Volkswagen Research has developed a new and innovative type of high temperature fuel cell (HTFC) that means an affordable fuel cell-powered vehicle suitable for everyday use could be available as early as 2020.
This breakthrough is made possible thanks to a new, high temperature membrane and electrodes, which enable significantly more compact, cheaper and more efficient fuel cell systems. In the HTFC protons are exchanged via phosphoric acid. The acid has good electrolyte prperties, similar to water, but has a higher boiling point permitting higher temperature operation and simplifies the water management and humidification required in most PEM cells. On a special screen printing machine, the new electrodes, made of carbon fiber cloth are coated with a new type of paste, which makes the electrode impermeable to water and preventing dilution of the phosphoric acid.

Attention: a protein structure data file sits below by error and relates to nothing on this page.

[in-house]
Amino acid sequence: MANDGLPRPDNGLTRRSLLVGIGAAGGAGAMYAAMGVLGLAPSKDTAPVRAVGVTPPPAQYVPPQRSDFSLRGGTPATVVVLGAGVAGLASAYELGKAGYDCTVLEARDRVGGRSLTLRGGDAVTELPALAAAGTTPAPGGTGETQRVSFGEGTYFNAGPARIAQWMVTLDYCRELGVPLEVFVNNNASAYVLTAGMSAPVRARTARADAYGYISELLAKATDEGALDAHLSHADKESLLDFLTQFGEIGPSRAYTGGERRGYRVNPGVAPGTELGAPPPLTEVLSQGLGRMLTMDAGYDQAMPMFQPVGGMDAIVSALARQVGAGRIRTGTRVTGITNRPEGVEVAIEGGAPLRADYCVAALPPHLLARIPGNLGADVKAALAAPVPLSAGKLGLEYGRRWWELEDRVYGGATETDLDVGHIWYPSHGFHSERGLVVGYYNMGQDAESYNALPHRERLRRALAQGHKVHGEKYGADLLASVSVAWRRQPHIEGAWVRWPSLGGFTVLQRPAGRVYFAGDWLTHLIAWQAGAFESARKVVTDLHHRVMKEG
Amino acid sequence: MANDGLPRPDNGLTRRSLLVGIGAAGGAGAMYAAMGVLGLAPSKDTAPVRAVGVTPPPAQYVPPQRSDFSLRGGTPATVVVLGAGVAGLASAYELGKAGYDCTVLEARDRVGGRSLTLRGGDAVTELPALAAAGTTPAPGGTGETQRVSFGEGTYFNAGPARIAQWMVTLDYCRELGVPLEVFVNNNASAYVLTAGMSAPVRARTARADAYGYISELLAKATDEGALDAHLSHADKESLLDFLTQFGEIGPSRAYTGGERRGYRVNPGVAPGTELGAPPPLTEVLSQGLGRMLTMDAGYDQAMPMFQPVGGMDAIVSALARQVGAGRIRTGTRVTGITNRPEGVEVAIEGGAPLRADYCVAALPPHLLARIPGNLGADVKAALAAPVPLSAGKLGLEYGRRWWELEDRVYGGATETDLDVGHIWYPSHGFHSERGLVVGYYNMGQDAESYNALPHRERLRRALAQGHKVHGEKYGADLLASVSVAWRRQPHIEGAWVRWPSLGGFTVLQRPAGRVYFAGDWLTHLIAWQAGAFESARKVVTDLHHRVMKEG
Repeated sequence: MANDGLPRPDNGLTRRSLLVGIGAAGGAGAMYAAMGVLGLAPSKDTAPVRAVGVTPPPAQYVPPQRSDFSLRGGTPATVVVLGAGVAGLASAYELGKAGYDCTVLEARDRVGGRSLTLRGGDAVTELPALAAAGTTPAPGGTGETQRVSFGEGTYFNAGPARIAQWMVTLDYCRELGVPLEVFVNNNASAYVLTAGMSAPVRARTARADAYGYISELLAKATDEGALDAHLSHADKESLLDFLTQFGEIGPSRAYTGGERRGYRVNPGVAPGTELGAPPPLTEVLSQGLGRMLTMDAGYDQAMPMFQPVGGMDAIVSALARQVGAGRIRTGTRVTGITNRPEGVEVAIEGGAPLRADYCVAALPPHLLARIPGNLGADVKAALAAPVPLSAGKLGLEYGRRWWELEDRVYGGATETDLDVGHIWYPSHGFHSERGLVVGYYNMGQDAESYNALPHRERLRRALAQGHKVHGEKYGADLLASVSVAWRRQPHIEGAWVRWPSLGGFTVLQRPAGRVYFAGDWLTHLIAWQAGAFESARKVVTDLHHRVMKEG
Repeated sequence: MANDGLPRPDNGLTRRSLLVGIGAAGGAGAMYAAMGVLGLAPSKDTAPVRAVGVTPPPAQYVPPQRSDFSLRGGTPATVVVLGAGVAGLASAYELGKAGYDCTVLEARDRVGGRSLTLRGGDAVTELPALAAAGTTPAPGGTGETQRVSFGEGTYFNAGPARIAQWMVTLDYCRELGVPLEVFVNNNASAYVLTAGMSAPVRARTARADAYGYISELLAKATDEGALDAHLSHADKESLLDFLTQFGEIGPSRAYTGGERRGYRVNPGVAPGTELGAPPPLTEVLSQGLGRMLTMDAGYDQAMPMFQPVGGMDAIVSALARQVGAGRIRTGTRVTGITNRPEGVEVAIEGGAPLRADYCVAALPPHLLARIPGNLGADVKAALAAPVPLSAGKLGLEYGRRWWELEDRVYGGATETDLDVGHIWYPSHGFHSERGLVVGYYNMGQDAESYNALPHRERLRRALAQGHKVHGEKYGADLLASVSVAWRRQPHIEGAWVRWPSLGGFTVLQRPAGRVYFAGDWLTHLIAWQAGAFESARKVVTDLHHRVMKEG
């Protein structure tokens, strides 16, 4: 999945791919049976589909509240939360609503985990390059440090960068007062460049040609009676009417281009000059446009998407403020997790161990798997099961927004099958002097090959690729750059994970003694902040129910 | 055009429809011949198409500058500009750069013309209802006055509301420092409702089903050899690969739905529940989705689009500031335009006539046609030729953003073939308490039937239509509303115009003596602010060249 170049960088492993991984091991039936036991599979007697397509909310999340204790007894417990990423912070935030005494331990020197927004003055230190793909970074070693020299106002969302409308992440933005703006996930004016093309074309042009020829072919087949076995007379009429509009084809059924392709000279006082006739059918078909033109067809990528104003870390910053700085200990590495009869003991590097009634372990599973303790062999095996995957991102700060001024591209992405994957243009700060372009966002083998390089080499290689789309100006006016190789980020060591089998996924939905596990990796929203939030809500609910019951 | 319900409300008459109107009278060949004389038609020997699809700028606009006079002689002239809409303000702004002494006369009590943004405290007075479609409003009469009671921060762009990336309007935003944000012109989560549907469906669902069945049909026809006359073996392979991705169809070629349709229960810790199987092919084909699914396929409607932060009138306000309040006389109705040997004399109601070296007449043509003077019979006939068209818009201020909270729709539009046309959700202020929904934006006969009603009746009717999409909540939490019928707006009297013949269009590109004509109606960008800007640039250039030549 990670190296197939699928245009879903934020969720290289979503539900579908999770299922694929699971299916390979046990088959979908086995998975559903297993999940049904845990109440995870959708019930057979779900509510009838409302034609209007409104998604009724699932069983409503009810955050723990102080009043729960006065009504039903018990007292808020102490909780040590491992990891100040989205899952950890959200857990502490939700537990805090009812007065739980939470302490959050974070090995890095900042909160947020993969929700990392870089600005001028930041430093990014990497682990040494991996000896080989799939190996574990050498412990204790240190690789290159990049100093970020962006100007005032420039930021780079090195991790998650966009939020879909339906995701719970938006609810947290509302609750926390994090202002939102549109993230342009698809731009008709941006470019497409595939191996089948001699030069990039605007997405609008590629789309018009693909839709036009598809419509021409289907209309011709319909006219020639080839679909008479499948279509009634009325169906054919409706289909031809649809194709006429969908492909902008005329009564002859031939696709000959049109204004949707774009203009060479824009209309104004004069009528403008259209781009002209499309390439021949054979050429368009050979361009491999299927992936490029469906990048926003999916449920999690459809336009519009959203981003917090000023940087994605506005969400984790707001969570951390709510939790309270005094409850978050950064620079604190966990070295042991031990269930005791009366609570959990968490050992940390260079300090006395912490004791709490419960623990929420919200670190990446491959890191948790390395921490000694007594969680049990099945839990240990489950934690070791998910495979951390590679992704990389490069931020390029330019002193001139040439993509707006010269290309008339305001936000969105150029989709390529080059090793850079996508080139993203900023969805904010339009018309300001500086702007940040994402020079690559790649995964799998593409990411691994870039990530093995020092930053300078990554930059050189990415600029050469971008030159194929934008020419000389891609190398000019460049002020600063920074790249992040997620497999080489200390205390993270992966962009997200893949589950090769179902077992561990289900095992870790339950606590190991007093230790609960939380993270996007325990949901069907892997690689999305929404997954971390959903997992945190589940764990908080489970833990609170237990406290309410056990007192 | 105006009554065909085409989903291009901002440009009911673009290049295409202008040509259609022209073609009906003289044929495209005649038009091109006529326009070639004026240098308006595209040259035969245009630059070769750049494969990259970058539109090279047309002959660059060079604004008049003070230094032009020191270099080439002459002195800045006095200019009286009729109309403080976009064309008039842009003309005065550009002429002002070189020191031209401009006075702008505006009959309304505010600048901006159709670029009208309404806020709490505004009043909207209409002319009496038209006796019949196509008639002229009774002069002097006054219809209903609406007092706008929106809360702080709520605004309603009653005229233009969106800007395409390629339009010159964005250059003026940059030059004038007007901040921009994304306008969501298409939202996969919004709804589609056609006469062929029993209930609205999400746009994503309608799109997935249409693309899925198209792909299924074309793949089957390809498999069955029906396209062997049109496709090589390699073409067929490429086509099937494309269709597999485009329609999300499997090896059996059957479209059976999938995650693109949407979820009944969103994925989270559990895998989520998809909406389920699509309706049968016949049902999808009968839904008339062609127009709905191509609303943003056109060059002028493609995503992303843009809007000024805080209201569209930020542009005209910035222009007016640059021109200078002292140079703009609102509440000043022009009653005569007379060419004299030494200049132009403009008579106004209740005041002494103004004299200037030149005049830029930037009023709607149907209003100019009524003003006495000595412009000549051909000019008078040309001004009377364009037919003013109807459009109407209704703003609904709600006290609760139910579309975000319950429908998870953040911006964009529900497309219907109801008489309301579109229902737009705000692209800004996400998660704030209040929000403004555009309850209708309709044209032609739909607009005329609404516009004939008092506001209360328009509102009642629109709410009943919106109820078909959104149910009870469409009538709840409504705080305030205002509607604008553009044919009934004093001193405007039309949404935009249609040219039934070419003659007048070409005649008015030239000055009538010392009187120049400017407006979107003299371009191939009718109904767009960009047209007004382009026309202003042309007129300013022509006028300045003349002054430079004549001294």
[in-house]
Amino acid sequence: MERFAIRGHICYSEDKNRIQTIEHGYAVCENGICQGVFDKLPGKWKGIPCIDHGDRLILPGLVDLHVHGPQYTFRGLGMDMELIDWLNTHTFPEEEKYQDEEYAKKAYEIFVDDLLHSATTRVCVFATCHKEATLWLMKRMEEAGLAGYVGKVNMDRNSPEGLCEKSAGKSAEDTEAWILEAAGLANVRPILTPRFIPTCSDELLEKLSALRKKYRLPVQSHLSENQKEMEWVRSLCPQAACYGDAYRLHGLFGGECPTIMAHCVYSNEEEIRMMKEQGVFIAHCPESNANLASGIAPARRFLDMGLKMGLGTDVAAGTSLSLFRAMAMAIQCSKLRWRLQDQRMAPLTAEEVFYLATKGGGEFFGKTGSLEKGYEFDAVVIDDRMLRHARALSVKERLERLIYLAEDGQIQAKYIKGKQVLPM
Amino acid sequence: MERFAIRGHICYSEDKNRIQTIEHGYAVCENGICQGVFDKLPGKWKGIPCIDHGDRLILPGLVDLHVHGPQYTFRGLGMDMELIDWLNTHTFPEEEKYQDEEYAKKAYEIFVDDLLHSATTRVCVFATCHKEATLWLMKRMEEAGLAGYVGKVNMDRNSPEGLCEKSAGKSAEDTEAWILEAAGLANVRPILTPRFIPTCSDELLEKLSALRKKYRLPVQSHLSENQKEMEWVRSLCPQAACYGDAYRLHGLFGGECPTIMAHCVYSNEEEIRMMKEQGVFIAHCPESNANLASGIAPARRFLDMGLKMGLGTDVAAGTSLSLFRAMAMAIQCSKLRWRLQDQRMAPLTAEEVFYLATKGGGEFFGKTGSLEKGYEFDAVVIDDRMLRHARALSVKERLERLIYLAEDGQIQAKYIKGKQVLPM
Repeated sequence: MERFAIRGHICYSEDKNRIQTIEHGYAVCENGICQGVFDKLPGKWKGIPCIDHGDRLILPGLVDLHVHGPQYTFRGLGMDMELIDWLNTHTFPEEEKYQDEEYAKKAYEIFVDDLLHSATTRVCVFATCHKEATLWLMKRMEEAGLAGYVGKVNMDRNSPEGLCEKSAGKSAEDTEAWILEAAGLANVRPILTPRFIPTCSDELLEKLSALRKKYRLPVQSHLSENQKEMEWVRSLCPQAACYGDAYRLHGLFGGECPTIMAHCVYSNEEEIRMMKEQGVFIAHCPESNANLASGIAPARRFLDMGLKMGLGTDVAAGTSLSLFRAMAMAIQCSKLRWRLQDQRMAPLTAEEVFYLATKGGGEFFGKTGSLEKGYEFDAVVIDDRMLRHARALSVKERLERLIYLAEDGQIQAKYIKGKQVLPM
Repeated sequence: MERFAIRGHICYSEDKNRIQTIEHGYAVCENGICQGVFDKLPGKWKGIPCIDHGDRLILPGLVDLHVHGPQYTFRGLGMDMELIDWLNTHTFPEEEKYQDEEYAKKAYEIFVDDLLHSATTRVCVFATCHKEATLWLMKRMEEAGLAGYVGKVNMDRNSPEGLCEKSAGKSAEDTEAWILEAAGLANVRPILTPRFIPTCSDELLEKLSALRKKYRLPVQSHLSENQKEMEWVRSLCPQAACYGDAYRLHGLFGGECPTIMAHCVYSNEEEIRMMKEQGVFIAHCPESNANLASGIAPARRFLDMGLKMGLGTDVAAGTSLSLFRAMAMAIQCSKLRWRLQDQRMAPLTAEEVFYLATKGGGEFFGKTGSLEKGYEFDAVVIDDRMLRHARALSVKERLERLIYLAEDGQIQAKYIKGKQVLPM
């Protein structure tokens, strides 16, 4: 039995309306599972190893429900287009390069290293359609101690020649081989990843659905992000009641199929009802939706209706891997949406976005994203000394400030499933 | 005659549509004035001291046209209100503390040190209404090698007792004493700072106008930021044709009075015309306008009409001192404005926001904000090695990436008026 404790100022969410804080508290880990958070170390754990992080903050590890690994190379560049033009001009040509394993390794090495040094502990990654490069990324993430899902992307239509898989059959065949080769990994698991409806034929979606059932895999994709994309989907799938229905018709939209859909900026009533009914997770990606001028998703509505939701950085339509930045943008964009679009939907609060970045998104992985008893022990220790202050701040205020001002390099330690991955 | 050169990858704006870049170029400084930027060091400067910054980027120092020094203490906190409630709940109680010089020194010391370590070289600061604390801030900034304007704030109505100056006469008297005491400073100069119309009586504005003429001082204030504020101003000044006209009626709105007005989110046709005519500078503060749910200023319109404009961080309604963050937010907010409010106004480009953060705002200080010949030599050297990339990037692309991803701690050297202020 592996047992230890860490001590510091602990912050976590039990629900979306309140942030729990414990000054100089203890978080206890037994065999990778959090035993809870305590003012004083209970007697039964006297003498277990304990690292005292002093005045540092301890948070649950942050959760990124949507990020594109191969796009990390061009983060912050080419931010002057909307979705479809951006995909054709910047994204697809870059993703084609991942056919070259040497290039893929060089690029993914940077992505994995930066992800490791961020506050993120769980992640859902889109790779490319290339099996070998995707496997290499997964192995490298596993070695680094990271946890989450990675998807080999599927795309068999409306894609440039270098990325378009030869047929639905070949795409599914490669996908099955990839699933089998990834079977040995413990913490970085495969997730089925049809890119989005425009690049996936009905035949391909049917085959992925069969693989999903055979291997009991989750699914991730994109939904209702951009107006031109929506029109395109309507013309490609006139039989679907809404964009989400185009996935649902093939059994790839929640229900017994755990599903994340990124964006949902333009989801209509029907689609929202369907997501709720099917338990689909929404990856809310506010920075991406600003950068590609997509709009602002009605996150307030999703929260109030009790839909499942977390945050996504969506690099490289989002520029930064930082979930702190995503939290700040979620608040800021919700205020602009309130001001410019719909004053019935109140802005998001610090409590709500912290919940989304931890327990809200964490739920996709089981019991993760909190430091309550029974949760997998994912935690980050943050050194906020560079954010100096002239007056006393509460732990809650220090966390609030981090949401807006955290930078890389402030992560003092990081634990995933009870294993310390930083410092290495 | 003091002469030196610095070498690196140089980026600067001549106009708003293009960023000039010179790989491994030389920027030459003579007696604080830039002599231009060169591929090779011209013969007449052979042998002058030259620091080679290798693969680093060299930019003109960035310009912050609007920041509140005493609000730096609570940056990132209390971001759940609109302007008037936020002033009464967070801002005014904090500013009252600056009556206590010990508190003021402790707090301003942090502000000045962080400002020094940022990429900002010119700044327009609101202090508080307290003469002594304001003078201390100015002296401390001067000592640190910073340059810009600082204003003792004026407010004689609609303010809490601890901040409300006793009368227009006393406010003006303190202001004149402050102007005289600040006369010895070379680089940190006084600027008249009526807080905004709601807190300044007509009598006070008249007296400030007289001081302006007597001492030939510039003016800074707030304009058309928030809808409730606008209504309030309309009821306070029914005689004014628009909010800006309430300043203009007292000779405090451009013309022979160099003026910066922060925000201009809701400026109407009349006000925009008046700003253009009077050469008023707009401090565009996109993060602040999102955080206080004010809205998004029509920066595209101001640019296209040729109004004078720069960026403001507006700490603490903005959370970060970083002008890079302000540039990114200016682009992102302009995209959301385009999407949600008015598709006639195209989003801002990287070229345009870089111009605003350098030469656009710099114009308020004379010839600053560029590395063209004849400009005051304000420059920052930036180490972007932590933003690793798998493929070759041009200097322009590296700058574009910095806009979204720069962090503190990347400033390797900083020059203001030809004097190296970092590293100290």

LTFC systems are operated at a membrane temperature of approximately 80 degrees Celsius, or about 176 degrees Fahrenheit. If the temperature greatly exceeds this value, fuel cell performance breaks down and irreparable damage is done to the cell.
The high temperature, thinner membrane developed by Volkswagen can, in combination with newly-designed electrodes operates at temperatures of up to 120 degrees Celsius, or about 248 Fahrenheit, without additional humidification. Thus a distinctly simpler cooling and water management system is possible, significantly reducing the cost and the requirements for space and weight.
After additional improvements the first research vehicles are expected by 2010 and by about 2010 the first full production models could appear.